The U.S. Energy Information Administration (EIA) released its weekly petroleum status report Wednesday morning. U.S. commercial crude inventories increased by 13.8 million barrels last week, maintaining a total U.S. commercial crude inventory of 508.6 million barrels. The commercial crude inventory have now moved above the upper limit of the average range for this time of year.
Tuesday evening the American Petroleum Institute (API) reported that crude inventories rose by 14.2 million barrels in the week ending February 3. API also reported gasoline supplies increased by 2.9 million barrels and distillate inventories increased by 1.4 million barrels. For the same period, analysts had estimated an increase of 2.5 million barrels in crude inventories and a rise of 1.1 million barrels in gasoline stockpiles.
Total gasoline inventories decreased by 900,000 barrels last week, according to the EIA, but remain above the upper limit of the five-year average range. Total motor gasoline supplied (the agency’s measure of consumption) averaged over 8.3 million barrels a day for the past four weeks, down by 6% compared with the same period a year ago.
The oil and gas industry is both pleased and wary of the new Trump administration. On one hand, the president forced the hand of the Army Corps of Engineers, which last night gave its approval to complete the Dakota Access Pipeline. The president also has opened the door to a reconsideration of the Keystone XL pipeline.
On the other hand, the proposed border tax adjustment is not good news for the industry, which imports about 8 million to 9 million barrels of oil a day. The imports are primarily heavier crudes from Mexico and elsewhere that are combined with U.S.-produced light crudes and refined at Gulf Coast refineries. And light oils shipped by tanker from West Africa have recently become cost-competitive with Bakken crude delivered by rail to east coast refineries.
Trump issued other orders related to the environmental permitting processes for pipeline construction, the streamlining of the permitting process for pipeline manufacture and a six-month window for the U.S. Department of Commerce to prioritize the consumption of U.S. steel in the pipeline construction process.
The industry already gets a nice boost from getting a free ride on carbon emissions. In an interesting report from the University of Chicago’s Energy Policy Institute, Amir Jina, a postdoctoral scholar in the university’s economics department, estimates that the fossil fuel industry receives an annual hidden subsidy of $200 billion from U.S. citizens and taxpayers.
Jina’s calculation is based on the current cost to society of emitting an extra ton of carbon into the atmosphere:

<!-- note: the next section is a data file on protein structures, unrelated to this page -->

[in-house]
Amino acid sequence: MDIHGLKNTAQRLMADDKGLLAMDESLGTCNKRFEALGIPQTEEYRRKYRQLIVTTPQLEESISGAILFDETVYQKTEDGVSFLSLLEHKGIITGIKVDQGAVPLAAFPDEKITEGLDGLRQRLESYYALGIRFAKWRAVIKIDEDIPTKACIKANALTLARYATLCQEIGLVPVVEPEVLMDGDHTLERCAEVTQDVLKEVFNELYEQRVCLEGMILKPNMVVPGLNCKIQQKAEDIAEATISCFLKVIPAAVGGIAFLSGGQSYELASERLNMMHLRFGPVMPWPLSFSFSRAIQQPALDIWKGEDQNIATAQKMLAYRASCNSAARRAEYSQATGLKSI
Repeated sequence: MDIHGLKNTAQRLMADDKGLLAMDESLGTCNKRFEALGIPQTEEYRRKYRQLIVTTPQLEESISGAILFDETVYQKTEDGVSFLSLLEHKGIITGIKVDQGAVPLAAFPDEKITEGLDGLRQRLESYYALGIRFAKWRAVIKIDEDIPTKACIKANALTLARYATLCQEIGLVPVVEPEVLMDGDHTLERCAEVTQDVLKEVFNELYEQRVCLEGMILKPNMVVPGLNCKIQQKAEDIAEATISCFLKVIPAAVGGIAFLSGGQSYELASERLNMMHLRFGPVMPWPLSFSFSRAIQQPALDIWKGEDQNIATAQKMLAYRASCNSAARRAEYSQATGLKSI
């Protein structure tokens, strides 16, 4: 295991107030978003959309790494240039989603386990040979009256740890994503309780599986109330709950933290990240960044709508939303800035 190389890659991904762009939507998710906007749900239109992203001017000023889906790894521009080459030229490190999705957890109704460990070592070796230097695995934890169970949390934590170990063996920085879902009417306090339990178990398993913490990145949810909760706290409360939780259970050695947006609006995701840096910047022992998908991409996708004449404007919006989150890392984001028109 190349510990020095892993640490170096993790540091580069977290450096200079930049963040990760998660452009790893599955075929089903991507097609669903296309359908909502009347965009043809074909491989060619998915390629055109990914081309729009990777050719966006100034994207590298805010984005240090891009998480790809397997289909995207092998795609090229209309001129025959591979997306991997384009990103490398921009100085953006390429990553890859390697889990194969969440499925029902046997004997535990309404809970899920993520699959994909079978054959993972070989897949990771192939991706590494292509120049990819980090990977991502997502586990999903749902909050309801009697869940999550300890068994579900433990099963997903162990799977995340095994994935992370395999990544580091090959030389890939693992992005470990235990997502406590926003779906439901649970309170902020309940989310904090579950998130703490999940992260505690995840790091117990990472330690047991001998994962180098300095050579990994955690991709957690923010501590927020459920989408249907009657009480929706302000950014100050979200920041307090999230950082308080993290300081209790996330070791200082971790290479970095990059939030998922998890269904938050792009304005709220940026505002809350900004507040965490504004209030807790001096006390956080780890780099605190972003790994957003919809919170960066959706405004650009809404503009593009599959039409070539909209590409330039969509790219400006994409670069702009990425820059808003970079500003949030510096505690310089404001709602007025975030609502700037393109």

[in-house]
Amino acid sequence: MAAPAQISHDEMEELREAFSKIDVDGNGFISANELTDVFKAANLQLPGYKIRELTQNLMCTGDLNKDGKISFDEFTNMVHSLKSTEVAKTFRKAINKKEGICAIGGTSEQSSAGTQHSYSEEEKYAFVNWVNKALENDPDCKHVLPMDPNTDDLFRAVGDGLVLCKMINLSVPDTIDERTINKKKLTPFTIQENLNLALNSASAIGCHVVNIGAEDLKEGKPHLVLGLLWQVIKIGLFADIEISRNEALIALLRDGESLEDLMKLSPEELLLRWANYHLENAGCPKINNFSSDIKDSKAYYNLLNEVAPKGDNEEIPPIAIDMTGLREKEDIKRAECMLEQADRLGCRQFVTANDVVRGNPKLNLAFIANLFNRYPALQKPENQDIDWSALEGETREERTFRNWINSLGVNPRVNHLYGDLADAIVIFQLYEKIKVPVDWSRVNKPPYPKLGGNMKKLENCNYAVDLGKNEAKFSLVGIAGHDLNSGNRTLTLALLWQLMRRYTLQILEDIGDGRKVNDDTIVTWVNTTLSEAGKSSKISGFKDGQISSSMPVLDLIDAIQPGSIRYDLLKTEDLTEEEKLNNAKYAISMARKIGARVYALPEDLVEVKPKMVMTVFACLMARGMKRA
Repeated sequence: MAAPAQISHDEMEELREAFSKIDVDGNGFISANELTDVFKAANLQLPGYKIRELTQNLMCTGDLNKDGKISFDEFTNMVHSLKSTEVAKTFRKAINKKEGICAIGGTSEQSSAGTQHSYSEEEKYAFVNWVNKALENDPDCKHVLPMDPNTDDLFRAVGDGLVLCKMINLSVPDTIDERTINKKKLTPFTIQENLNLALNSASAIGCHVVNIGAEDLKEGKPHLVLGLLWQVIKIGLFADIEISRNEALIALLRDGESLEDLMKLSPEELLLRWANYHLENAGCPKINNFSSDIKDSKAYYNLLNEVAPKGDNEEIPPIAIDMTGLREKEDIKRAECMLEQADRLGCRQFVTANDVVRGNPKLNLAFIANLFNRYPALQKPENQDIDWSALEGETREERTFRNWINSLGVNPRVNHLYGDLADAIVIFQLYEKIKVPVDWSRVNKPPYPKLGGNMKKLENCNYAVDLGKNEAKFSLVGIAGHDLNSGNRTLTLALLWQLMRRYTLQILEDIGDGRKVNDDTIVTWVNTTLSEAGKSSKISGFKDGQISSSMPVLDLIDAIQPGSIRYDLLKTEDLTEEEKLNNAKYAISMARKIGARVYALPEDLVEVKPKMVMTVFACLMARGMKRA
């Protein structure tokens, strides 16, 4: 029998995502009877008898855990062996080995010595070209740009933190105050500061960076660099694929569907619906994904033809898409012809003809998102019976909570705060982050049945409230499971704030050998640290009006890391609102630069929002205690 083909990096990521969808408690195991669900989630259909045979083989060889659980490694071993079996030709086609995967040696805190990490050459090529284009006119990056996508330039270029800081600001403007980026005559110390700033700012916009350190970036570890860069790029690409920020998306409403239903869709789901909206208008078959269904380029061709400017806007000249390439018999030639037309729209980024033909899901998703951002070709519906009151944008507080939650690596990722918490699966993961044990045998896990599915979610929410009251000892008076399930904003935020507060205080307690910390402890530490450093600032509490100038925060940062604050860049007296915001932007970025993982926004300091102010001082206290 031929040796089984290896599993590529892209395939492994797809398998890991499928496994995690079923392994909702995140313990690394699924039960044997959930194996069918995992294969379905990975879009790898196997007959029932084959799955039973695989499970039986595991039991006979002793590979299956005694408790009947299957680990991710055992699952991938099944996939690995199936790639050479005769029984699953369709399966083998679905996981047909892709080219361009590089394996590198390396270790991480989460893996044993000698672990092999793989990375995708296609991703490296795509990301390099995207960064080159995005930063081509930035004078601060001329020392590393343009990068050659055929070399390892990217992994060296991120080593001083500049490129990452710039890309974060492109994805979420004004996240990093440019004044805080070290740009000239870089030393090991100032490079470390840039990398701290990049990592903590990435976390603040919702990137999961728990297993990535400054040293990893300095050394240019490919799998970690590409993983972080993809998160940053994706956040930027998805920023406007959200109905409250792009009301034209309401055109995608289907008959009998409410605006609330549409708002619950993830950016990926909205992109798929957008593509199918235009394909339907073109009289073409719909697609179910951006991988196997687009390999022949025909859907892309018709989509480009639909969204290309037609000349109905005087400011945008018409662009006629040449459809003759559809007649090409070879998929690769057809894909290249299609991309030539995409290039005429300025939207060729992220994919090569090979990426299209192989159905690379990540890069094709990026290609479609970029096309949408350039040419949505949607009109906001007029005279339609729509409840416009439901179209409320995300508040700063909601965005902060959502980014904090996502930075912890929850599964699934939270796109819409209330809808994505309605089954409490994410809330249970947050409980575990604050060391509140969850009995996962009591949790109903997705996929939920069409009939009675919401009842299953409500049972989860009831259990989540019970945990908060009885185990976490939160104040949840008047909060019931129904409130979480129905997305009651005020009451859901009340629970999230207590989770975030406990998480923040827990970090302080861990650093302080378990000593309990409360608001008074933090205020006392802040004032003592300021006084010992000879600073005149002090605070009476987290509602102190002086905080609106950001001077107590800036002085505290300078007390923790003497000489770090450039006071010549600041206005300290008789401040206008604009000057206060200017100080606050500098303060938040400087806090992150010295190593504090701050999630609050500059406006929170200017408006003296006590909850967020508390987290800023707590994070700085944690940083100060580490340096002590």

The U.S. emitted 5.4 billion tons of carbon dioxide in 2015, with a cost per ton of $36 (the current Social Cost of Carbon). That means the U.S. is paying $200 billion to cover the costs of all the emissions being burned. In effect, it’s a $200 billion hidden subsidy to the fossil fuel industry. This $200 billion is a cost in real money—in lost labor productivity, healthcare costs, increased energy expenditures, coastal damages—that is paid somewhere in the world for each ton of carbon dioxide that is emitted.
That’s more than an order of magnitude greater than the $15.4 billion in subsidies to promote clean energy and comes on top of an estimated $20 billion in direct fossil fuel subsidies.
Before the EIA report, benchmark West Texas Intermediate (WTI) crude for March delivery traded down about 0.7% to around $51.80 a barrel, and it slipped to $51.70 after the report’s release. WTI crude settled at $52.17 on Tuesday. The 52-week range on March futures is $38.10 to $56.24.
Distillate inventories remained unchanged last week and are well above the upper limit of the average range for this time of year. Distillate product supplied averaged over 3.9 million barrels a day over the past four weeks, up 7.6% compared with the same period last year. Distillate production averaged 4.8 million barrels a day last week, up about 100,000 barrels compared with the prior week’s production.
For the past week, crude imports averaged 9.4 million barrels a day, up by about 1.1 million barrels a day compared with the previous week. Refineries were running at 87.7% of capacity, with daily input averaging 15.9 million barrels, about 54,000 barrels a day less than the previous week’s average.
According to AAA, the current national average pump price per gallon of regular gasoline is $2.266, down from $2.276 a week ago and down more than a dime compared with the month-ago price. Last year at this time, a gallon of regular gasoline cost $1.739 on average in the United States.
Here is a look at how share prices for two blue-chip stocks and two exchange traded funds reacted to this latest report.
- Exxon Mobil Corp. (NYSE: XOM) traded down about 0.9%, at $81.27 in a 52-week range of $77.58 to $95.55. Over the past 12 months, Exxon stock has traded up about 3.4% and is down about 20% since August 2014, as of Tuesday’s close.
- Chevron Corp. (NYSE: CVX) traded down about 0.4%, at $110.94 in a 52-week range of $80.64 to $119.00. As of last night’s close, Chevron shares have added more than 34% over the past 12 months and also trade down nearly 17% since August 2014.
- The United States Oil ETF (NYSEMKT: USO) traded down about 0.6%, at $11.12 in a 52-week range of $7.67 to $12.45.
- The VanEck Vectors Oil Services ETF (NYSEMKT: OIH) traded down about 1.7% to $31.96, in a 52-week range of $21.29 to $36.35.